16 Mar
2013

I just read about Jeffries economist Jim Zervos’ note to clients on BI, in which he admonishes the “Austrian economist types” and “perma-bears” for being so gloomy, for likening this current bull market to a “sugar high”. Because in his opinion, the policy handlers (like Bernanke and the central banks) have all of this under control and it’s full steam ahead.

What cheerleaders like this fail to address are questions like “for how long?” and “then what happens?” If you push them for answers they either have to admit that they don’t know what happens when the unsustainable stops sustaining, or they wait until it happens and scream for another short-term-fix to kick the can down the road again.

Weisenthal compliments Zervos on his “apt medical analogy” in which a car crash victim is given the choice between “modern medical science” (I assume he means the Modern Monetary “Realists”, et al) which can bring down the inflammation in his head now, but leave him hooked on painkillers, which the friendly doctors can help him kick “cold turkey” later; OR he can take treatment from those nutty Austrian “witch doctors” which would recommend skull trepanation.

The problem with this analogy is that it’s a bad one.The situation we’re in today hasn’t been caused by an unrelated accident of circumstance. The global economy didn’t get into a “car accident” (i.e. asteroid hit). The global economy got itself into a credit bubble. A credit bubble is quite simply too much debt. And elegant analogies and rationalizations aside, you cannot cure a debt bubble with more debt.

The far more appropriate analogy is the alcoholic (a topic near and dear to my heart) who is trying to avoid hangovers by staying drunk. It’s a lot simpler, and a lot more meaningful in this context. You could even try to roll off of alcohol and into heroin or cocaine (I’ve seen it attempted) and in the short to medium term, it may appear to “work”.

But when the music stops, trust me, you don’t want to be anywhere near the guy who’s attempting it.

So the drunk has to, you know, stop drinking at some point.

In economics you have to face the stark reality: you have to produce before you can consume; and for various reasons you have to produce more than you consume.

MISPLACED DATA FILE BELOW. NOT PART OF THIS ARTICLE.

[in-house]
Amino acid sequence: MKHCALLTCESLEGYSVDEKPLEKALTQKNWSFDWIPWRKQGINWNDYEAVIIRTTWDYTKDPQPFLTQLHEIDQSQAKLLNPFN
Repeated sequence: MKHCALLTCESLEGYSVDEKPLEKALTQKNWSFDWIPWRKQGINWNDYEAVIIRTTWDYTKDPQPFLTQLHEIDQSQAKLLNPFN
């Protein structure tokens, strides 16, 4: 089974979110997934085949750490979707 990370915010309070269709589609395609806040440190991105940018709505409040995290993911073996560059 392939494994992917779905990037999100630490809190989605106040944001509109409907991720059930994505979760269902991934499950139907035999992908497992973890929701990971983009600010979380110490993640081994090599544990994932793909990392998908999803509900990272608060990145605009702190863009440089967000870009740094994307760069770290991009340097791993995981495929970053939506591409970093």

It is possible to reverse this, for awhile, using that marvelous financial abstraction called debt and debt can be very useful to facilitate economic activity. But beyond a certain point the fallacies take over:

You can consume first, and produce later.

You can consume more, and produce less.

You can keep increasing the consumption and postponing the production.

And eventually you arrive in a quagmire where it’s too painful to stop accelerating the increasing consumption and it’s too hard or not possible to raise the production to support it.

We are in that phase now, and the next step after this phase is when the unsustainable stops sustaining. What I do find amazing is that we got back here so fast. In the lead up to the 2007-2008 financial crisis, the naysayers were widely decried as “economic witch doctors” and publicly ridiculed.

You have to also keep in mind that much of the “proof” that the cheerleaders point at as indications of successful economic policies are either heavily massaged (employment numbers) or illusory (stock market highs in nominal terms). You have to ask yourself is this stock market bull cyclical or secular? (Hint: it’s a cyclical bull within a secular bear, there will be a test on this later).

Sometimes friends ask me “Mark, if we had done things after the meltdown the right way, wouldn’t it have been painful? Wouldn’t it have been a really bleak period?” and I always answered “Yes. But we wouldn’t wind up going through that again for another thousand years.”

Instead we’re right back there in 5.

The question to ask isn’t “why are these kooky Austrians and bears always on about fiscal responsibility and money printing, blah blah blah”. The question is really this:

What does it mean if Ben Bernanke and Modern Monetary Realists, et al are right?.

Nobody asks that because the answer is absurd. IF this economic policy actually “worked” – long term, and without a meltdown at the end then why can’t the Fed just monetize everything, forever?

In short, why can’t we just print up enough money to pay off everybody’s debts and make everybody rich? Surely that would spur consumption and demand because we’d all be flying around in our own personal Gulfstream jets, pigging out on caviar and wearing a new pair of Pradas every day! It would be a virtuous consumptive circle that would never end!

It’s the same logic as the PHB in Dilbert cartoons who figures out he can cost cut his way to profitability, Modern Monetary Theory posits that we can run up debt forever and never pay it off (if you actually look into the guts of MMT or MMR, they actually posit that taxation provides the release valve for inflation, sucking the “excess money” out of the system and providing a floor under the demand for the newly printed money).

 

I once had a physics teacher who told me “I decided to study physics the day I realized I couldn’t just hook up a generator to a motor and have a perpetual motion machine”.

Either fiat, edict and monetary policy can overturn these seemingly straightforward rules of reality or they can’t.

If they can, then an economic perpetual motion machine has been invented, and we can all quit our jobs and become rich.

If they can’t, then

LOOK OUT.

(also see: The Tragedy of Contrarianism)

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One Response to Confessions of an Economic Witch Doctor

  1. Pingback: The Fed Needs To Have A “Moment of Clarity” | wealth.net

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